46. The Obelisk Restored

     Now two points of dim brightness here in the dark are drawn
     a remote distance to gaze back toward where you are,
     shifting here and there rapidly as eyes can, alternately vacant and alert as eyes will be.
  4 My own heart—or art—may sometimes glance longingly at the freedom to come and go—the open space off to the right of my leaf invites such freedom—
     or otherwise, melancholy from love, that heart—or art—might smother himself
     with misguided hands, restricted as he is to precincts entrusted to his responsibility
     where he has been called by judicious considerations to that reckoning he now undergoes.
  8 Thus the measurable distance from your friend—from me—is great;
     until I return there’s no need for letters, certainly no need to mark the route with mileposts,
     to make the prick of infrequent pleasures less sharp,
     but you alone can supply every lineation, shading, and nuance
12 of that sweet insinuation that is alive in such a mitigating happiness:
     When I do return, an overgrown stone marker—like an obelisk smeared with the mire of whorish time, a single monument to the whole of my circular progress—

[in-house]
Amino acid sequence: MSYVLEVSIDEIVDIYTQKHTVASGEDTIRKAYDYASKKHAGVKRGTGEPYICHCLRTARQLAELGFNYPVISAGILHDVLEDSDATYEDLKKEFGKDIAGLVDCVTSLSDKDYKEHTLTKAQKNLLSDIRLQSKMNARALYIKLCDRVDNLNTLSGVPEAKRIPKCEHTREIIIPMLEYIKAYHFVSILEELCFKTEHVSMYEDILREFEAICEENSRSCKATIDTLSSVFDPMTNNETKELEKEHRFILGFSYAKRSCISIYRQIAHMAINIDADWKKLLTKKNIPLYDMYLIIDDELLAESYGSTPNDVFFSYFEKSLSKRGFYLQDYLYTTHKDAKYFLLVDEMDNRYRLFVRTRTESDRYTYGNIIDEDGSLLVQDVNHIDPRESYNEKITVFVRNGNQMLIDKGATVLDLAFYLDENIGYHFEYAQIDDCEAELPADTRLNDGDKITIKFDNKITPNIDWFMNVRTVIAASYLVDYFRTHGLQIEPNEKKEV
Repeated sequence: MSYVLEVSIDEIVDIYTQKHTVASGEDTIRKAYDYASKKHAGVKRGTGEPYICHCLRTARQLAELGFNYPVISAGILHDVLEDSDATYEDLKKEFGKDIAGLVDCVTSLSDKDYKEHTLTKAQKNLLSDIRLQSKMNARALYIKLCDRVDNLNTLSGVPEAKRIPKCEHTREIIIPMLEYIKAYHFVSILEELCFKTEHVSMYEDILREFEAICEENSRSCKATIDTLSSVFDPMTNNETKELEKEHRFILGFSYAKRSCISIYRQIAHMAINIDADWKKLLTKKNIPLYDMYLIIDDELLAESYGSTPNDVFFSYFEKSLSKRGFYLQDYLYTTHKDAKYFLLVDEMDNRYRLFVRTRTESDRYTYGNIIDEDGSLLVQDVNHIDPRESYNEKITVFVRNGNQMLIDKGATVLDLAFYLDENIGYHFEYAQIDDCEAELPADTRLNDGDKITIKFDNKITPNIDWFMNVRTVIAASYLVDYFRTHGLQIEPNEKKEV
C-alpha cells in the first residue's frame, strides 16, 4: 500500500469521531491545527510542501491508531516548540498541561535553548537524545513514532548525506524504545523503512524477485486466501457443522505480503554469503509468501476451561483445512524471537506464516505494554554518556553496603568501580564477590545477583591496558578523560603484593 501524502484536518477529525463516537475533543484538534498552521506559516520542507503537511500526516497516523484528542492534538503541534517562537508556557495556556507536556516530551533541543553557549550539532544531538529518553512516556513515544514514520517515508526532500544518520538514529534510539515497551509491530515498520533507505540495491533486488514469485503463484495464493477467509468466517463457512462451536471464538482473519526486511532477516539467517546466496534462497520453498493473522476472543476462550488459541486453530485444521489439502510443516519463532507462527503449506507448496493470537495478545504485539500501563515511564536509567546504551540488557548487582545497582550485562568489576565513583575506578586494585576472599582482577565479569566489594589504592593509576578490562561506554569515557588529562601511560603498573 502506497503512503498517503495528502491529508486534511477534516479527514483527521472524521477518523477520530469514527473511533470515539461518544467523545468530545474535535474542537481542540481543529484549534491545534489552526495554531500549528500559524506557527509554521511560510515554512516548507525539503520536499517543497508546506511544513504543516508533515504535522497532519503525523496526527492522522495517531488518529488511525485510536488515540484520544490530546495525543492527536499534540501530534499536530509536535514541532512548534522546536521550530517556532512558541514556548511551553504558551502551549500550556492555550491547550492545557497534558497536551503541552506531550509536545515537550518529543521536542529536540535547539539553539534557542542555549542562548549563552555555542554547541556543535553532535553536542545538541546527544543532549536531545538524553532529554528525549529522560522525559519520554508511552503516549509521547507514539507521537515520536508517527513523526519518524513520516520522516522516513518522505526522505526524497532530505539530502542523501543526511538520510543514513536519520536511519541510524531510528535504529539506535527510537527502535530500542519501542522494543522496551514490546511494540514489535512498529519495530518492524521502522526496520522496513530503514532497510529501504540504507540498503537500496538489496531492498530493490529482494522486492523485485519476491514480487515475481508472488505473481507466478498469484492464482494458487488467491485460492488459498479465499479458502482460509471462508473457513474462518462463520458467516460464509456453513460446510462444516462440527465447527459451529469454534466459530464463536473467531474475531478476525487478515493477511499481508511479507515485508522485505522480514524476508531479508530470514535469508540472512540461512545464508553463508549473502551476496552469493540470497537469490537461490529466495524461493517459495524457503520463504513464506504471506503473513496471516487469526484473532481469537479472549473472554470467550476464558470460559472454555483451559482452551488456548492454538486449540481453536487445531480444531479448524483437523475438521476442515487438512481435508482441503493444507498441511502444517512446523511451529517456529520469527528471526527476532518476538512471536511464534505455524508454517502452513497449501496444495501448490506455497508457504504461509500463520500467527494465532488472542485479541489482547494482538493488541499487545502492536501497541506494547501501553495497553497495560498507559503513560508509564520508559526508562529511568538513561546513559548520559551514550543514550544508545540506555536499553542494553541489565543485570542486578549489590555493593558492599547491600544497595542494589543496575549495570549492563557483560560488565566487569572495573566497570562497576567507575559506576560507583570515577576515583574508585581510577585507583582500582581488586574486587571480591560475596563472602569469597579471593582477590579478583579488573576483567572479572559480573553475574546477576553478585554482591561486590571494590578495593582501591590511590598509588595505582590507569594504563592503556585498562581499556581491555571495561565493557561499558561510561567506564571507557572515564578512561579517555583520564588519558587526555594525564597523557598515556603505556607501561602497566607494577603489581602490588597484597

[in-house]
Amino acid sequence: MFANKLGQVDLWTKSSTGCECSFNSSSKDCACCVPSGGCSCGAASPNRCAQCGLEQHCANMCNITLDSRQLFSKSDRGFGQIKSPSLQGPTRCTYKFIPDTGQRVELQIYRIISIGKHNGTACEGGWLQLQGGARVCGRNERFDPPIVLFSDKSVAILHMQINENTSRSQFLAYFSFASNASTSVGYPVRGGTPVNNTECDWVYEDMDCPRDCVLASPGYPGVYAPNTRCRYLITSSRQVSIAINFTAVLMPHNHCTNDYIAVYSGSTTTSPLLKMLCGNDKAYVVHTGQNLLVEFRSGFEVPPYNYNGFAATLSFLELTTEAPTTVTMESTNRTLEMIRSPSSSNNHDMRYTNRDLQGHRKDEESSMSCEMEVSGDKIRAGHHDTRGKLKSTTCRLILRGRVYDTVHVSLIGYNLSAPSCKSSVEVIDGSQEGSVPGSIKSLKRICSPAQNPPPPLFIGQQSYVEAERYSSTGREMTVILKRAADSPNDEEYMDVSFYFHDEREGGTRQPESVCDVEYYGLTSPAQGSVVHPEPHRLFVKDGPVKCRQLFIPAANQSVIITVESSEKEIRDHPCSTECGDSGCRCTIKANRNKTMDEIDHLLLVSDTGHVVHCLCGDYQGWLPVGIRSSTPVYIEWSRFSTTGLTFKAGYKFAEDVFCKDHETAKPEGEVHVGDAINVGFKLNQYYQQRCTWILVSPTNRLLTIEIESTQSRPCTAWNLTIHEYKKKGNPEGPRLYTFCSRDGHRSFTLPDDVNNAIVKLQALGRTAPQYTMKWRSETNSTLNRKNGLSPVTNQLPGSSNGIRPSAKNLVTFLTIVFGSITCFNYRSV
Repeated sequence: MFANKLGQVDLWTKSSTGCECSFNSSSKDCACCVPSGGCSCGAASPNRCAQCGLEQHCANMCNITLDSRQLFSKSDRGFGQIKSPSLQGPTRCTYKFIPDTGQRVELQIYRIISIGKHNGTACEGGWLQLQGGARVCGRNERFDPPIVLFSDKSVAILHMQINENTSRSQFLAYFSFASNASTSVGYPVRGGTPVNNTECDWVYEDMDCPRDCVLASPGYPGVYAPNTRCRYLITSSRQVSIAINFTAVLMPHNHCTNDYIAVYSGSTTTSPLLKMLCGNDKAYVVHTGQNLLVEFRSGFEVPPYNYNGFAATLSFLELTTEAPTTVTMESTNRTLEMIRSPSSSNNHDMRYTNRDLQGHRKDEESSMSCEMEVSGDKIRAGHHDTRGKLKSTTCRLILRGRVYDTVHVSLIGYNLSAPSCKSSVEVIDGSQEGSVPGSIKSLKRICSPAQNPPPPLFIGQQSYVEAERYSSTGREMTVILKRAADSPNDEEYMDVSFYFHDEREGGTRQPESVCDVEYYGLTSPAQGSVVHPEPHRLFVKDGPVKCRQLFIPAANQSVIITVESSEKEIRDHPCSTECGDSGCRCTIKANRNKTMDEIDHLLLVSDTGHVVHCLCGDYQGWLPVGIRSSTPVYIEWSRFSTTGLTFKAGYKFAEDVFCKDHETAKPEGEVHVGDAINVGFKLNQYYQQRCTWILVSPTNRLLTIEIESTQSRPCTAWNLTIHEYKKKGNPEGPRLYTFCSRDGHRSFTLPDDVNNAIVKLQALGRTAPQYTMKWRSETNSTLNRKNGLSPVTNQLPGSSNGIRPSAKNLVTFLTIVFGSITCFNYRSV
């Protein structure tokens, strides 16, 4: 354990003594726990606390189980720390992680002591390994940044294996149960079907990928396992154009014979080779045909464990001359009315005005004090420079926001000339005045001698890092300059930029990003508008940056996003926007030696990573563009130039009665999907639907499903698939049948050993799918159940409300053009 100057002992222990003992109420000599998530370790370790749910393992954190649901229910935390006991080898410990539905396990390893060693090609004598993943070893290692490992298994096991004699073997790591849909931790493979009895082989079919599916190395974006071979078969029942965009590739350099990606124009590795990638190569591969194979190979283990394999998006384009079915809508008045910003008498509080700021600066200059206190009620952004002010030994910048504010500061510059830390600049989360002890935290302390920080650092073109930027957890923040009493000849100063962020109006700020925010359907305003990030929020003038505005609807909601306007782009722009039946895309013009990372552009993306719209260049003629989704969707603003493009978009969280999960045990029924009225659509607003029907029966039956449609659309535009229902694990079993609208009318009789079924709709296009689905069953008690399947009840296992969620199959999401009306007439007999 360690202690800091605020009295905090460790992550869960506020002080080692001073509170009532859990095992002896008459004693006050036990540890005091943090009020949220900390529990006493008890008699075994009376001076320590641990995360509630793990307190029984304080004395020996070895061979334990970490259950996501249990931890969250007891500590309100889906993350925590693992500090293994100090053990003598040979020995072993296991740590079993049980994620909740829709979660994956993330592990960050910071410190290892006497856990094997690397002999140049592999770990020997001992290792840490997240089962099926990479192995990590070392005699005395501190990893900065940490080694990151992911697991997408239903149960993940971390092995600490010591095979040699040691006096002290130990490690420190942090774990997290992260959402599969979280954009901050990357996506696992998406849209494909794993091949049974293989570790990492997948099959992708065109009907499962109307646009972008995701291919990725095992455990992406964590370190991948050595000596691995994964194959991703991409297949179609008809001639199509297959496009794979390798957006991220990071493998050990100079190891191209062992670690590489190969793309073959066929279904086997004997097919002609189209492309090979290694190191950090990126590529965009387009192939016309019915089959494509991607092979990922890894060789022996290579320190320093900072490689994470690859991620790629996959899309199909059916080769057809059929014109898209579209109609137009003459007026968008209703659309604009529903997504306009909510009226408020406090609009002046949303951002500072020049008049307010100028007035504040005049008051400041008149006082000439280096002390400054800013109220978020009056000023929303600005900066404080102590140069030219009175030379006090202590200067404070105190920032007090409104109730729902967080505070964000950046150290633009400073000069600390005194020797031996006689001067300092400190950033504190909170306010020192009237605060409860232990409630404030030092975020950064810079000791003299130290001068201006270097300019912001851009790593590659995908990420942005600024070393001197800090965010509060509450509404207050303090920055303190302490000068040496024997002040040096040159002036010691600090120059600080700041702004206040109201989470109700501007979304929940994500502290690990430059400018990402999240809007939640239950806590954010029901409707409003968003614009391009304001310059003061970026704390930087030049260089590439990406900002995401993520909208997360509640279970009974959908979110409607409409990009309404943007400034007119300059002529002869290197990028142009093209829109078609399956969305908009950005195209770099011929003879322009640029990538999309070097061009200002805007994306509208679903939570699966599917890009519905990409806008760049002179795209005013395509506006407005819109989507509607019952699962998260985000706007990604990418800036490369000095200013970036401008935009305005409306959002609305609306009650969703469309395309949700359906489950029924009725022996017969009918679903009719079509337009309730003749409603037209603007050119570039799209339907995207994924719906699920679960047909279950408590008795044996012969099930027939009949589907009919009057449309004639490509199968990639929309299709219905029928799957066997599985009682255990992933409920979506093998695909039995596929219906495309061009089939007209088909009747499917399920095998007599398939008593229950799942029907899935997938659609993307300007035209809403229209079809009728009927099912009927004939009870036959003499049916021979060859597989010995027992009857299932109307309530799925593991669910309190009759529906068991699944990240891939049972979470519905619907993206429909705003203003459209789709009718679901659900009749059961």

will have been restored by the future to its former grandeur.


          In this notable text, Will contemplates his friend—or any other reader—who may sweep away the muck from the friend’s “monument.” Both the “fine point of seldom pleasure” that can be “blunted” (10) and the obliterated “stone” that can be “sharpened” (14) are variants of a main idea; the word “posting” links these phrases to others about measurement and distance: e.g., “directed,” “limits far remote,” and “Thus far the miles are measured.” This linked cluster of terms helps create figurative unity, as if what the poet “sees” is some distant, obelisk-like monument—a postlike mile-marker or landmark along some road.